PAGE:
Mathematician who could cause ripples around the world by sitting in an armchair with a pencil and clipboard©Professor Barry Johnson, FRS, mathematician, was born on August 1, 1937. He died of cancer on May 5, 2002, aged 64.
Barry Johnson was a highly influential pure mathematician. He liked to work alone, often sitting at home in an armchair with pencil and clipboard, but the theorems he brought to life sometimes had worldwide influence.
Born in Woolwich in 1937, Barry Edward Johnson was the son of an engineer, and the eldest of two brothers and an adopted sister. In 1951 the family moved to Tasmania, but when they planned to return to England the following February the headmaster of Hobart High School, noting Johnson's "exceptional high all-round intelligence", persuaded his father that Johnson should remain to go to university.
He gained an entrance scholarship to the University of Tasmania in March 1954 at the age of 16 1/2. The student was left in the care of a kind family, but with little spare cash for clothing or luxuries.
His major subject was mathematics, but he also studied physics and chemistry, and was awarded a prize by the Royal Australian Chemical Institute. He graduated with a first, and was encouraged to return to England to read pure mathematics at Cambridge.
Accepted by Gonville and Caius College, he started his research at the age of 21, and it was at this point that he chose the subject that was to become his life's work: functional analysis, an abstract form of classical analysis which studies spaces of functions, rather than individual ones, and infinite-dimensional generalisations of algebras of matrices, the latter being the natural setting in which to express our understanding of modern mathematical physics.
After gaining his doctorate in 1961, Johnson spent two years in America where he came into contact with leading functional analysts, who introduced him to the uniqueness-of-norm problem for semisimple Banach algebras. A Banach algebra is an abstract mathematical object that has both algebraic and topological aspects. By definition, these aspects are loosely connected, and the problem is to prove they are tightly connected.
In 1962 Johnson married Jennifer Munday, whom he had met in Cambridge, and they returned to Britain in 1963, where he taught at Exeter University and then, from 1965, at Newcastle upon Tyne, where he remained until his retirement last year.
His work surged forward in Newcastle. First he found a solution to the uniqueness-of-norm problem, which became the seed for the growth of the now extensive automatic continuity theory. Johnson also quickly resolved several other important problems, some with his first, brilliant research student, Allan Sinclair, who is now a professor at Edinburgh.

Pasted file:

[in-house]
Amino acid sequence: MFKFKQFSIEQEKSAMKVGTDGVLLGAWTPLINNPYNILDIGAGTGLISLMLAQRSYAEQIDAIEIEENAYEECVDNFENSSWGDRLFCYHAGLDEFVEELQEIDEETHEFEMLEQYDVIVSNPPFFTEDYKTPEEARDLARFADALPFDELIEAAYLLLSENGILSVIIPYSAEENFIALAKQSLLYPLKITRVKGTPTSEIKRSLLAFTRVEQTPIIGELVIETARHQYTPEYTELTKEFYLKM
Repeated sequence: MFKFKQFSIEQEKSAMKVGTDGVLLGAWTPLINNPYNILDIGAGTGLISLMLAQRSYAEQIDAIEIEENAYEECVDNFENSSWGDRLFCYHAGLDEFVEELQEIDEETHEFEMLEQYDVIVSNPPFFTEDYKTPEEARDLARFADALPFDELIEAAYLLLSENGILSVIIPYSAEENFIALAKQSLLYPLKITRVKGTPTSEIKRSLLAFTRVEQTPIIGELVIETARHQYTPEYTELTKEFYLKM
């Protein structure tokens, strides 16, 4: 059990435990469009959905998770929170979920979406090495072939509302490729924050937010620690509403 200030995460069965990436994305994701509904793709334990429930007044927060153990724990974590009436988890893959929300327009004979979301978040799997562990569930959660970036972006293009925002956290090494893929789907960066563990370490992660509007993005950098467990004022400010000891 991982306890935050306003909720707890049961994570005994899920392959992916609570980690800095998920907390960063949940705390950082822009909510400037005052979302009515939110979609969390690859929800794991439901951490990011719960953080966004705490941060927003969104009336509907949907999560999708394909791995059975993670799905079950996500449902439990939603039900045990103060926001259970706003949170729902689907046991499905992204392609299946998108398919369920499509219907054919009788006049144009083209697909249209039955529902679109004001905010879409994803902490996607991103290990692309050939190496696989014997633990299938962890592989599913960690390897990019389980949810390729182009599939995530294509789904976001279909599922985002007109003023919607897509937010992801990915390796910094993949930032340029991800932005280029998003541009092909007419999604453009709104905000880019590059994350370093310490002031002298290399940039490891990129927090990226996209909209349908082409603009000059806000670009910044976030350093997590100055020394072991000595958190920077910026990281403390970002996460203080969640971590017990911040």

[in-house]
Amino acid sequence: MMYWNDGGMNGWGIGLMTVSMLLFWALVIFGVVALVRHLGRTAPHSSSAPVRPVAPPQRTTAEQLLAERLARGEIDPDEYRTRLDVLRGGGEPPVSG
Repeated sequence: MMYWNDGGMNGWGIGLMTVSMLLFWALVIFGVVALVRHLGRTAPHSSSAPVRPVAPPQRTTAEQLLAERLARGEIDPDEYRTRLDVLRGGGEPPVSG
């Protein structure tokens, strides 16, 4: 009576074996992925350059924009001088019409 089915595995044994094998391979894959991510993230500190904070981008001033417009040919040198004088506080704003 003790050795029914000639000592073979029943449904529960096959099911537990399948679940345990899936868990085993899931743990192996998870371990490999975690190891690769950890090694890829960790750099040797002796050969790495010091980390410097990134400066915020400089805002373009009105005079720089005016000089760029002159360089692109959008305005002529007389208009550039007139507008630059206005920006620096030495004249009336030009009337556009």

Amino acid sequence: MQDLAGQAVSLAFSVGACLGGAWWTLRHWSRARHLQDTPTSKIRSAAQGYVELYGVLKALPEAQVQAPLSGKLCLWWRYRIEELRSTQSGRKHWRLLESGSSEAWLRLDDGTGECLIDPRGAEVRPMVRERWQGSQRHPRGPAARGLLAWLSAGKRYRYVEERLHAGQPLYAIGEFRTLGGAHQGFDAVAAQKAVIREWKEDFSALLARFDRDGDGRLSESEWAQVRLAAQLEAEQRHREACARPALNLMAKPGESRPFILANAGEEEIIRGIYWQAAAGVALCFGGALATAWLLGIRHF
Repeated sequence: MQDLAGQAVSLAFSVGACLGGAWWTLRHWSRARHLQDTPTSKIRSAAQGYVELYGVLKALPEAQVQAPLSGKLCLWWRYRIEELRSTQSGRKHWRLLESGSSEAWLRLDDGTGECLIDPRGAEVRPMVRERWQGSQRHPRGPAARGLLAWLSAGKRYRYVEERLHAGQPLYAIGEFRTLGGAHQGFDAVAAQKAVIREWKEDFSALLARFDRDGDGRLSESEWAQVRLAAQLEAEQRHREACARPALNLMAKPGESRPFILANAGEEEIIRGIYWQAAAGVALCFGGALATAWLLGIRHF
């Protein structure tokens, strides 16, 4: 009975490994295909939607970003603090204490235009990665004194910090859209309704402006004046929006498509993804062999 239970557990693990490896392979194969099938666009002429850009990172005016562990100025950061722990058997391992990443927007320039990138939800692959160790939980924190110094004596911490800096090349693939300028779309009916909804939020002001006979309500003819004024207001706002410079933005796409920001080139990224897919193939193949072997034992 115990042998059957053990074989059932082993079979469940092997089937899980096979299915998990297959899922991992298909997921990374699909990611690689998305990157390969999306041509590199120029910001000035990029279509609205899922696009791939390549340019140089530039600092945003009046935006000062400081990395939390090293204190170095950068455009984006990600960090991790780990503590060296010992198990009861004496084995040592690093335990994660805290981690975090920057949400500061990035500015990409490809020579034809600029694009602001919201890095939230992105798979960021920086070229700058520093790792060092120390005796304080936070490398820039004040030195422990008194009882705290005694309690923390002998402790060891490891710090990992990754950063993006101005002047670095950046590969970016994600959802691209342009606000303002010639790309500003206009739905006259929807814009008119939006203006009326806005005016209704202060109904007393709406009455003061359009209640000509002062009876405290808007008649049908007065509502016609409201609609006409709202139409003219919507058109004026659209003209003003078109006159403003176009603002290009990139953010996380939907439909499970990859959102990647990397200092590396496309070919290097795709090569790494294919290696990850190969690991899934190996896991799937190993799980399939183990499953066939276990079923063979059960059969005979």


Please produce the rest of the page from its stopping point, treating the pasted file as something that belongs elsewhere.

Rapidly promoted, Johnson became a professor at the age of only 32. He was head of pure mathematics, 1976-84, head of the school of mathematics, 1983-86, and Dean of the Faculty of Sciences, 1986-89. In the 1970s he produced ground-breaking work on the cohomology of Banach algebras, a deep theory that classifies both general and specific classes of algebras. The concept of an "amenable" Banach algebra, which he introduced, was probably his single most influential innovation.
One manifestation of his influence was seen in a sequence of international conferences on Banach algebras held all over the world, at which his latest theorems were studied with excitement.
Johnson was elected a Fellow of the Royal Society in 1978, served as president of the London Mathematical Society 1980-82, and acted as chairman of the Pure Mathematics Panel for the research assessment exercise of 1996.
His marriage to Jennifer Munday was dissolved in 1979. In 1990 he married Margaret Jones (nee Brown). She survives him, along with two sons and a daughter from his first marriage, and by a stepdaughter and two stepsons.
© The Times, 2002
Peter Sprent, Emeritus Professor of Mathematics at the University of Dundee, writes: Few students have ever inspired their lecturers as did Barry Johnson (obituary, July 31) at the University of Tasmania in the 1950s. It was then the practice in the mathematics department to encourage honours students to give seminars for fellow students and lecturers. Johnson's contribution to these, as well as his penetrating and challenging (but never aggressive) questioning of views expressed in lectures left no doubt among his teachers that we were contributing in a modest way to the training of a mathematical giant. A small incident that epitomises this remains fresh in my memory. Berated by colleagues for having set too hard an examination paper, my defences crumbled when a senior colleague's response to my request to justify the charge was: "Of course, it was. Barry Johnson only got 98 per cent." I pleaded guilty.
© The Times, 2002